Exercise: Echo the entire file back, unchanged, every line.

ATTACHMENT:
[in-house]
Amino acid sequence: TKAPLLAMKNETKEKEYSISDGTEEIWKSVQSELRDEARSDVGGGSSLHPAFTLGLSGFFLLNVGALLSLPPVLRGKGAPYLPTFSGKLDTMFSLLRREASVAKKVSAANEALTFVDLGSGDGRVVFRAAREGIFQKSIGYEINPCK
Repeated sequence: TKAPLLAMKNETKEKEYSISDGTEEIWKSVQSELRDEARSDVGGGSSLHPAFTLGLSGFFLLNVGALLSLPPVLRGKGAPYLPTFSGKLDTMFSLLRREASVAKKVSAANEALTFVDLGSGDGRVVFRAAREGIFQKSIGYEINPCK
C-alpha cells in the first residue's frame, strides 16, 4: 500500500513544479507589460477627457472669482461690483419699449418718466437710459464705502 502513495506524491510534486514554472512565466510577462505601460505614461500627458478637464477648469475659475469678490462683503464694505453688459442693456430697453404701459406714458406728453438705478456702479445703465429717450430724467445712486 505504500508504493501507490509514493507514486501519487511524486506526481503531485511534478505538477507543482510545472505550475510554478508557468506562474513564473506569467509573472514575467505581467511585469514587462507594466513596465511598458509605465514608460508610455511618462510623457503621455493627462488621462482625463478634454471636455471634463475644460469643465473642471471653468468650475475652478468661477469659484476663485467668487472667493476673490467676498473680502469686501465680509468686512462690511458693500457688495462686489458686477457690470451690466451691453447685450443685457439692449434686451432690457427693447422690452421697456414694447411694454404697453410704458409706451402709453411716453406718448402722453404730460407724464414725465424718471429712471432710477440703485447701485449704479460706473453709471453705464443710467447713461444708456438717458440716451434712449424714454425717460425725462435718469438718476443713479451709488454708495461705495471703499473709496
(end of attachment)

[in-house]
Amino acid sequence: TKAPLLAMKNETKEKEYSISDGTEEIWKSVQSELRDEARSDVGGGSSLHPAFTLGLSGFFLLNVGALLSLPPVLRGKGAPYLPTFSGKLDTMFSLLRREASVAKKVSAANEALTFVDLGSGDGRVVFRAAREGIFQKSIGYEINPCK
Repeated sequence: TKAPLLAMKNETKEKEYSISDGTEEIWKSVQSELRDEARSDVGGGSSLHPAFTLGLSGFFLLNVGALLSLPPVLRGKGAPYLPTFSGKLDTMFSLLRREASVAKKVSAANEALTFVDLGSGDGRVVFRAAREGIFQKSIGYEINPCK
C-alpha cells in the first residue's frame, strides 16, 4: 500500500513544479507589460477627457472669482461690483419699449418718466437710459464705502 502513495506524491510534486514554472512565466510577462505601460505614461500627458478637464477648469475659475469678490462683503464694505453688459442693456430697453404701459406714458406728453438705478456702479445703465429717450430724467445712486 505504500508504493501507490509514493507514486501519487511524486506526481503531485511534478505538477507543482510545472505550475510554478508557468506562474513564473506569467509573472514575467505581467511585469514587462507594466513596465511598458509605465514608460508610455511618462510623457503621455493627462488621462482625463478634454471636455471634463475644460469643465473642471471653468468650475475652478468661477469659484476663485467668487472667493476673490467676498473680502469686501465680509468686512462690511458693500457688495462686489458686477457690470451690466451691453447685450443685457439692449434686451432690457427693447422690452421697456414694447411694454404697453410704458409706451402709453411716453406718448402722453404730460407724464414725465424718471429712471432710477440703485447701485449704479460706473453709471453705464443710467447713461444708456438717458440716451434712449424714454425717460425725462435718469438718476443713479451709488454708495461705495471703499473709496